Physiotypic Plasticity and Survival of Arido-active Euphorbia triaculeata (Euphorbiaceae) in its Natural Habitat
Turki A. Al-Turki1, Osama H. Sayed2, Yahya S. Masrahi2*
Abstract. Leafless stem succulent Euphorbia triaculeata Forssk. is abundant in arid regions southwest of the Arabian Peninsula. These regions are characterized by short wet season with erratic rainfall and long dry season with high temperature and high irradiance. Field observations indicated that the plant survives the long dry season and acquires a red stem colour under high irradiance and protracted drought. Our work aimed at investigating survival of this arido-active species in its natural habitat by studying diurnal and seasonal changes in stomatal conductance, cell sap acidity, and chlorophyll fluorescence. Results showed that E. triaculeata is obligate crassulacean acid metabolism (CAM) plant. Under protracted drought, low stomatal conductance and dampening of CAM denoted a shift to CAM-idling. Observed stress-induced reduction of Photosystem II activity occurred in concomitance with increased non-photochemical quenching of chlorophyll fluorescence and increased anthocyanin content. These results reflected operation of a photoprotective mechanism involving interplay of non-photochemical energy dissipation via xanthophyll cycle and alleviation of oxidative stress by anthocyanin. It was concluded that E. triaculeata survives in its arid habitat by performing obligate CAM, shifting to CAM-idling under protracted drought, increasing non-photochemical excess energy dissipation, and accumulating anthocyanin pigment for its antioxidant attributes.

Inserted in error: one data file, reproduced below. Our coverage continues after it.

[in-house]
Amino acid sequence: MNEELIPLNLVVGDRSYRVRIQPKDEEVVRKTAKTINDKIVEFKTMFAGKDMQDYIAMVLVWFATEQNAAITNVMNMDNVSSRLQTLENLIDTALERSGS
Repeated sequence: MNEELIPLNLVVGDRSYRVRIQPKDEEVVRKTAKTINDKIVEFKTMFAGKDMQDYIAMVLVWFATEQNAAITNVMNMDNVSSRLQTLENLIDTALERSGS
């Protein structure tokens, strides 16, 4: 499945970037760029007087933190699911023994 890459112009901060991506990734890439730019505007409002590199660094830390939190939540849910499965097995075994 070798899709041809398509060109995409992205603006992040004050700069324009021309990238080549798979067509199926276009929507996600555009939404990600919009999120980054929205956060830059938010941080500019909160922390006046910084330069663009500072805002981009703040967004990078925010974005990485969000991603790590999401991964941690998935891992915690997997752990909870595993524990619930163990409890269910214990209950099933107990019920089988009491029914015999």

Key words: chlorophyll fluorescence, Crassulacean Acid Metabolism (CAM), CAM-idling, Euphorbia triaculeata, photoprotection.
Article № eb.14114, ICID: 1140465 [Full text - PDF]